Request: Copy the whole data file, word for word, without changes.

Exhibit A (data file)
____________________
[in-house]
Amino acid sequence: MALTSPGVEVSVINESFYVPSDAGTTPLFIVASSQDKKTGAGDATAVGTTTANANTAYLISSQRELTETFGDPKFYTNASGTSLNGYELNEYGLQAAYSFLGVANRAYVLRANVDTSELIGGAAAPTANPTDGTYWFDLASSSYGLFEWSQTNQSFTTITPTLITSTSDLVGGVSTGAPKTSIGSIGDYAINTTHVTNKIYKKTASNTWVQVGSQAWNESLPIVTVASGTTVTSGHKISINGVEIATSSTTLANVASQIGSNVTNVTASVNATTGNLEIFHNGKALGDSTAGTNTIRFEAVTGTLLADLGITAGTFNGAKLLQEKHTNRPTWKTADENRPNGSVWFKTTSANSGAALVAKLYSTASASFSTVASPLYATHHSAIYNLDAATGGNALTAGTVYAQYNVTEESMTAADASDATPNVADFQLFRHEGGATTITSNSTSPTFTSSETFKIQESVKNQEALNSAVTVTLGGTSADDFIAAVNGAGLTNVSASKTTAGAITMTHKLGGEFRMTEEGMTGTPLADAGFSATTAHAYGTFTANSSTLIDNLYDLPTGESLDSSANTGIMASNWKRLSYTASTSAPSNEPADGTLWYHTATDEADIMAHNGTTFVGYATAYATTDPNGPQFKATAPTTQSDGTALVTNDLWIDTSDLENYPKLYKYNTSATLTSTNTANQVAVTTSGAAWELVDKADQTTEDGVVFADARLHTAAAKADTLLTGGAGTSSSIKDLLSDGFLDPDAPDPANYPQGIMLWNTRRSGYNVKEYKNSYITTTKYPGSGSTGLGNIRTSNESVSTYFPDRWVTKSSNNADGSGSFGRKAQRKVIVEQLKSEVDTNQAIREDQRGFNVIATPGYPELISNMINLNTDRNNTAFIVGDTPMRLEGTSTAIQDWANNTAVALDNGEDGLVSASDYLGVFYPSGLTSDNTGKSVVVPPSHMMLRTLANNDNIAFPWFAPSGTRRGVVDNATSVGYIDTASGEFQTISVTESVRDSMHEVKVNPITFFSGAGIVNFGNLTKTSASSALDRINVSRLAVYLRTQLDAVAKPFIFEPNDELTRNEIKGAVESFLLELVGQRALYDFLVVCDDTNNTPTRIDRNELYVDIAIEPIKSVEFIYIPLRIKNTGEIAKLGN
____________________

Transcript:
[in-house]
Amino acid sequence: MALTSPGVEVSVINESFYVPSDAGTTPLFIVASSQDKKTGAGDATAVGTTTANANTAYLISSQRELTETFGDPKFYTNASGTSLNGYELNEYGLQAAYSFLGVANRAYVLRANVDTSELIGGAAAPTANPTDGTYWFDLASSSYGLFEWSQTNQSFTTITPTLITSTSDLVGGVSTGAPKTSIGSIGDYAINTTHVTNKIYKKTASNTWVQVGSQAWNESLPIVTVASGTTVTSGHKISINGVEIATSSTTLANVASQIGSNVTNVTASVNATTGNLEIFHNGKALGDSTAGTNTIRFEAVTGTLLADLGITAGTFNGAKLLQEKHTNRPTWKTADENRPNGSVWFKTTSANSGAALVAKLYSTASASFSTVASPLYATHHSAIYNLDAATGGNALTAGTVYAQYNVTEESMTAADASDATPNVADFQLFRHEGGATTITSNSTSPTFTSSETFKIQESVKNQEALNSAVTVTLGGTSADDFIAAVNGAGLTNVSASKTTAGAITMTHKLGGEFRMTEEGMTGTPLADAGFSATTAHAYGTFTANSSTLIDNLYDLPTGESLDSSANTGIMASNWKRLSYTASTSAPSNEPADGTLWYHTATDEADIMAHNGTTFVGYATAYATTDPNGPQFKATAPTTQSDGTALVTNDLWIDTSDLENYPKLYKYNTSATLTSTNTANQVAVTTSGAAWELVDKADQTTEDGVVFADARLHTAAAKADTLLTGGAGTSSSIKDLLSDGFLDPDAPDPANYPQGIMLWNTRRSGYNVKEYKNSYITTTKYPGSGSTGLGNIRTSNESVSTYFPDRWVTKSSNNADGSGSFGRKAQRKVIVEQLKSEVDTNQAIREDQRGFNVIATPGYPELISNMINLNTDRNNTAFIVGDTPMRLEGTSTAIQDWANNTAVALDNGEDGLVSASDYLGVFYPSGLTSDNTGKSVVVPPSHMMLRTLANNDNIAFPWFAPSGTRRGVVDNATSVGYIDTASGEFQTISVTESVRDSMHEVKVNPITFFSGAGIVNFGNLTKTSASSALDRINVSRLAVYLRTQLDAVAKPFIFEPNDELTRNEIKGAVESFLLELVGQRALYDFLVVCDDTNNTPTRIDRNELYVDIAIEPIKSVEFIYIPLRIKNTGEIAKLGN